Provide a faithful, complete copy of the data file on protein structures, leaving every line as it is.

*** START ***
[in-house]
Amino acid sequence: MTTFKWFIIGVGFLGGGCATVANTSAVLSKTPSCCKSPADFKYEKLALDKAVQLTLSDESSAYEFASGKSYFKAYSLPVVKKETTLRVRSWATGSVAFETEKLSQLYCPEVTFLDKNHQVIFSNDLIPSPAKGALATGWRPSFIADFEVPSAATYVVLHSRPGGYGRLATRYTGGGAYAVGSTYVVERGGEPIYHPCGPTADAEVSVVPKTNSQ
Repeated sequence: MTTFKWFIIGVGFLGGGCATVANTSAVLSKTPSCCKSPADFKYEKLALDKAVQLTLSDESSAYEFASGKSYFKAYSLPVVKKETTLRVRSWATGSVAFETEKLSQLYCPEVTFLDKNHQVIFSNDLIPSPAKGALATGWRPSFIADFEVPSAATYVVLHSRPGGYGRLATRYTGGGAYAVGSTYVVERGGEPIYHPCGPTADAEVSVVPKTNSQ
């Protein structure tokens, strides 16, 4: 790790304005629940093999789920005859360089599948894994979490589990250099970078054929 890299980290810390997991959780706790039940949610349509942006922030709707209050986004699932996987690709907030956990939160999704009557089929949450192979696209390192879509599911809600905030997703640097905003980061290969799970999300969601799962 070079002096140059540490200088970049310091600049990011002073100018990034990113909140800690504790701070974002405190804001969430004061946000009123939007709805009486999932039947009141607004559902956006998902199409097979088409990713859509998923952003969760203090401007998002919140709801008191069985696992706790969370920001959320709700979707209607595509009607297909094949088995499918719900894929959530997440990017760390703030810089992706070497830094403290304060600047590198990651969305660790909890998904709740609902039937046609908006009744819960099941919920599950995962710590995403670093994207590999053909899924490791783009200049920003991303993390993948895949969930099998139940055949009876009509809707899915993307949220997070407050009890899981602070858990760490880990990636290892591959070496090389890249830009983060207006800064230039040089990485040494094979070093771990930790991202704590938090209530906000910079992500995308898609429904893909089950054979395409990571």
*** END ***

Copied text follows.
[in-house]
Amino acid sequence: MTTFKWFIIGVGFLGGGCATVANTSAVLSKTPSCCKSPADFKYEKLALDKAVQLTLSDESSAYEFASGKSYFKAYSLPVVKKETTLRVRSWATGSVAFETEKLSQLYCPEVTFLDKNHQVIFSNDLIPSPAKGALATGWRPSFIADFEVPSAATYVVLHSRPGGYGRLATRYTGGGAYAVGSTYVVERGGEPIYHPCGPTADAEVSVVPKTNSQ
Repeated sequence: MTTFKWFIIGVGFLGGGCATVANTSAVLSKTPSCCKSPADFKYEKLALDKAVQLTLSDESSAYEFASGKSYFKAYSLPVVKKETTLRVRSWATGSVAFETEKLSQLYCPEVTFLDKNHQVIFSNDLIPSPAKGALATGWRPSFIADFEVPSAATYVVLHSRPGGYGRLATRYTGGGAYAVGSTYVVERGGEPIYHPCGPTADAEVSVVPKTNSQ
């Protein structure tokens, strides 16, 4: 790790304005629940093999789920005859360089599948894994979490589990250099970078054929 890299980290810390997991959780706790039940949610349509942006922030709707209050986004699932996987690709907030956990939160999704009557089929949450192979696209390192879509599911809600905030997703640097905003980061290969799970999300969601799962 070079002096140059540490200088970049310091600049990011002073100018990034990113909140800690504790701070974002405190804001969430004061946000009123939007709805009486999932039947009141607004559902956006998902199409097979088409990713859509998923952003969760203090401007998002919140709801008191069985696992706790969370920001959320709700979707209607595509009607297909094949088995499918719900894929959530997440990017760390703030810089992706070497830094403290304060600047590198990651969305660790909890998904709740609902039937046609908006009744819960099941919920599950995962710590995403670093994207590999053909899924490791783009200049920003991303993390993948895949969930099998139940055949009876009509809707899915993307949220997070407050009890899981602070858990760490880990990636290892591959070496090389890249830009983060207006800064230039040089990485040494094979070093771990930790991202704590938090209530906000910079992500995308898609429904893909089950054979395409990571």